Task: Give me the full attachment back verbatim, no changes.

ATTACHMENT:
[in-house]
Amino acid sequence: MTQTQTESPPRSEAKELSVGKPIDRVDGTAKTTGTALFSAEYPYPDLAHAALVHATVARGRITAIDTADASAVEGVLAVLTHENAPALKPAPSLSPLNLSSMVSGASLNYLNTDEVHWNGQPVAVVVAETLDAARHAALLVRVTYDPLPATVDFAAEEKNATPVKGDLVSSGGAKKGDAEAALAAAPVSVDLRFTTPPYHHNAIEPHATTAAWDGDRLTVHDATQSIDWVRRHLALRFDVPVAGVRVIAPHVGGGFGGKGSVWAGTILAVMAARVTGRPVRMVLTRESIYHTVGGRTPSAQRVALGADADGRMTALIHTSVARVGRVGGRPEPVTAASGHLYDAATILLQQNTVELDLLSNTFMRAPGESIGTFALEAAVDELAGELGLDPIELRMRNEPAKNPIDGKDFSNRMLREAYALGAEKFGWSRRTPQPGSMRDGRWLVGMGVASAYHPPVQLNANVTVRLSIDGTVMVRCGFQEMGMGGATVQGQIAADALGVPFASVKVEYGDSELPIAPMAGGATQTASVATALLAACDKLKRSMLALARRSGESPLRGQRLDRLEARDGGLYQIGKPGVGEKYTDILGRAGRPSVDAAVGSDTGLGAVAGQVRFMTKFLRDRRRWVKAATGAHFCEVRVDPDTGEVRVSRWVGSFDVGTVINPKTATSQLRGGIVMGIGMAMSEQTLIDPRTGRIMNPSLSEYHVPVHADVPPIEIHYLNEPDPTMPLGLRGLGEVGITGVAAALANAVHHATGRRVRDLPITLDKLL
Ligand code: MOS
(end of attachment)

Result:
[in-house]
Amino acid sequence: MTQTQTESPPRSEAKELSVGKPIDRVDGTAKTTGTALFSAEYPYPDLAHAALVHATVARGRITAIDTADASAVEGVLAVLTHENAPALKPAPSLSPLNLSSMVSGASLNYLNTDEVHWNGQPVAVVVAETLDAARHAALLVRVTYDPLPATVDFAAEEKNATPVKGDLVSSGGAKKGDAEAALAAAPVSVDLRFTTPPYHHNAIEPHATTAAWDGDRLTVHDATQSIDWVRRHLALRFDVPVAGVRVIAPHVGGGFGGKGSVWAGTILAVMAARVTGRPVRMVLTRESIYHTVGGRTPSAQRVALGADADGRMTALIHTSVARVGRVGGRPEPVTAASGHLYDAATILLQQNTVELDLLSNTFMRAPGESIGTFALEAAVDELAGELGLDPIELRMRNEPAKNPIDGKDFSNRMLREAYALGAEKFGWSRRTPQPGSMRDGRWLVGMGVASAYHPPVQLNANVTVRLSIDGTVMVRCGFQEMGMGGATVQGQIAADALGVPFASVKVEYGDSELPIAPMAGGATQTASVATALLAACDKLKRSMLALARRSGESPLRGQRLDRLEARDGGLYQIGKPGVGEKYTDILGRAGRPSVDAAVGSDTGLGAVAGQVRFMTKFLRDRRRWVKAATGAHFCEVRVDPDTGEVRVSRWVGSFDVGTVINPKTATSQLRGGIVMGIGMAMSEQTLIDPRTGRIMNPSLSEYHVPVHADVPPIEIHYLNEPDPTMPLGLRGLGEVGITGVAAALANAVHHATGRRVRDLPITLDKLL
Ligand code: MOS